It’s disgraceful to allow soldiers to grow beards

Article published in The Daily Telegraph, 29 March 2024. © Richard Kemp

I’m a dinosaur, of course, because I vehemently disagree with the British Army’s new policy of allowing beards. After years of harrumphing from a deep leather armchair in my club, I’ve just been getting used to the armed forces’ wokeist advances such as bandying about preferred pronouns and even the RAF doing away with gendered ranks like ‘airman’ and ‘airwoman’, now replaced by ‘aviator’, something the Chief of the General Staff seems keen to replicate in the Army.

So with all these exciting steps forward, why is the Army now leaping backwards to the 19th century when military beards were commonplace, a habit inspired by the French of all people. Surely this retrograde move will only serve to heighten the distinction between male and female servicepersons which the Army has been so eager to suppress. Or will women be allowed to grow beards too?

Perhaps the next move will be to make moustaches compulsory again, as they were for about 60 years until 1916, with some soldiers who couldn’t grow one drawing a fake on their upper lips. That regulation was cancelled because facial hair interfered with the seal of newly-issued gas masks. Indeed, when I was serving a few years later we were told that beards were not allowed for the same reason.

Back then we wore respirators frequently, albeit reluctantly, training for a war in which we expected the Soviets to fire chemical weapons at us. Although that threat has been largely absent for several decades now, Putin’s recent aggression in Europe has brought it worryingly back to life, which has presumably revived the need to train extensively for the chemical battlefield. Perhaps it doesn’t matter if a respirator doesn’t seal in training, although if the priority is still to train under realistic battlefield conditions there will be a lot of shaving and re-growing. Those with beards might also find the mandatory respirator tests in a CS gas chamber even more painful than before.

In the 1980s, my battalion was based in northern Germany, not far from a Dutch Army brigade. I subsequently served on operations with the Dutch and do not question their fighting prowess. But back then they were a laughing-stock among us Britons, with their hippy-style hair and beards.

They appeared ill-disciplined and many of our soldiers felt they would not want to be fighting alongside them. As that suggests, appearance does matter. Otherwise why bother pressing uniforms and polishing boots? Why not facial tattoos and nose-rings? Allies as well as enemies need to take our forces seriously. That’s also true on operations, especially when there is interaction with the civilian population who often have to obey instructions from soldiers who need therefore to be seen as authority figures, and not just because they’re carrying a gun.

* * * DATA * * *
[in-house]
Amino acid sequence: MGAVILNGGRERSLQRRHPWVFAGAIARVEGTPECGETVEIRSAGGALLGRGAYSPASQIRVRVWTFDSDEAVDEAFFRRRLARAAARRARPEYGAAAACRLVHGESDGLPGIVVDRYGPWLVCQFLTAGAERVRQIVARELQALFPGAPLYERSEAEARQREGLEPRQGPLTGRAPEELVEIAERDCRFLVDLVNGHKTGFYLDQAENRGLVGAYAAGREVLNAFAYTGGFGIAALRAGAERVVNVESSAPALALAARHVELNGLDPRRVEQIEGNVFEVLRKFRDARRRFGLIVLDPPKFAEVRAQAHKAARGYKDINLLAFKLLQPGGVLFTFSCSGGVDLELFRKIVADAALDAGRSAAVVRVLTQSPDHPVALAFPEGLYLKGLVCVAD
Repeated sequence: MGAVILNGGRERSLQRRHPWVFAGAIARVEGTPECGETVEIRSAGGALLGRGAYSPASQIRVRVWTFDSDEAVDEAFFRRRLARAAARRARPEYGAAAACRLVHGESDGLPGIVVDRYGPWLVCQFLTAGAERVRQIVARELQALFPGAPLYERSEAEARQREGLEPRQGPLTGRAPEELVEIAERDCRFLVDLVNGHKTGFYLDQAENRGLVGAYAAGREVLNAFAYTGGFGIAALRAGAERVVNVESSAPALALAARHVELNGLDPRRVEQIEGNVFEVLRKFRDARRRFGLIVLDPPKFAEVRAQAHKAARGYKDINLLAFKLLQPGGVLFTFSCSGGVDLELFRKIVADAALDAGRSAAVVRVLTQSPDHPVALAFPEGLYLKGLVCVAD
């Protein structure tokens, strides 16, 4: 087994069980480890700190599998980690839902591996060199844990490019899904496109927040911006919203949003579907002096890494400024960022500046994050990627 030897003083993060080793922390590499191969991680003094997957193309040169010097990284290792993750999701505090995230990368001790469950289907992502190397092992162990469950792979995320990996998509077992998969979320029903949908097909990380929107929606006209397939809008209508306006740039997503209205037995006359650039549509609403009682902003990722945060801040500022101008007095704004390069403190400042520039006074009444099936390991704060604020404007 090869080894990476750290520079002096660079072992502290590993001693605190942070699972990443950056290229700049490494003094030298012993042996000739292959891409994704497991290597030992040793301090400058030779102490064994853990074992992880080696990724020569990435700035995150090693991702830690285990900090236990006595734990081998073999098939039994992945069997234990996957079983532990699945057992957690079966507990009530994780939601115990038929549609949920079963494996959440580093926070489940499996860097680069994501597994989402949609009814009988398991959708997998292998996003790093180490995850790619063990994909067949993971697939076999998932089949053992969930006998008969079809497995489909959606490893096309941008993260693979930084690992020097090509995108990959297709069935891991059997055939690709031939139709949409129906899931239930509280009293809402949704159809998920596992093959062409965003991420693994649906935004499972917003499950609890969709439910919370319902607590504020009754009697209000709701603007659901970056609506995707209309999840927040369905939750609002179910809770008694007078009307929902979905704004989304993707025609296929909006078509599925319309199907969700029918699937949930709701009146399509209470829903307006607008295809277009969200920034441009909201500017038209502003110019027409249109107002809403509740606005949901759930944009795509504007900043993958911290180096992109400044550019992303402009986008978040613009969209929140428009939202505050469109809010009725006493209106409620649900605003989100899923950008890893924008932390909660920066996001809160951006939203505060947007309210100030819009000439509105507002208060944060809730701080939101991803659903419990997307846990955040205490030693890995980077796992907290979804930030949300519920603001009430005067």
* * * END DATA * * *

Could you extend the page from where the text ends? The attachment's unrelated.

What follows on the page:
Speaking about the Army’s manning crisis, the Defence Secretary, Grant Shapps, described the beard ban as ‘ludicrous’. But are there really large numbers of young men out there who would sign up if only they could have a beard? Or indeed large numbers of serving soldiers who would not sign off if they could sport a smattering of facial hair?

Does the same apply to long hair, which is increasingly making a comeback among the youth of this country? With the Army apparently succumbing to the dictates of fashion, why shouldn’t that be next?

Call me an old fogey, but I suspect there are much bigger problems in both recruitment and retention than the issue of facial hair. It will be interesting to see how the new policy does actually impact on manning levels, but those who persuaded the Defence Secretary that this is a major issue can take comfort from the fact that he is unlikely to still be in post when the figures emerge.

Irrespective of any of this, the military life is not for everyone, and service demands discipline, conformity and subordinating oneself to the needs of the team. Willingness to get a haircut and a shave may well indicate readiness to make even greater sacrifices when they are called for. Despite the ever-prevailing lures of fashion, surely Britain’s soldiers can wait to grow a beard in older age, when it’s white and stern.

Image: Flickr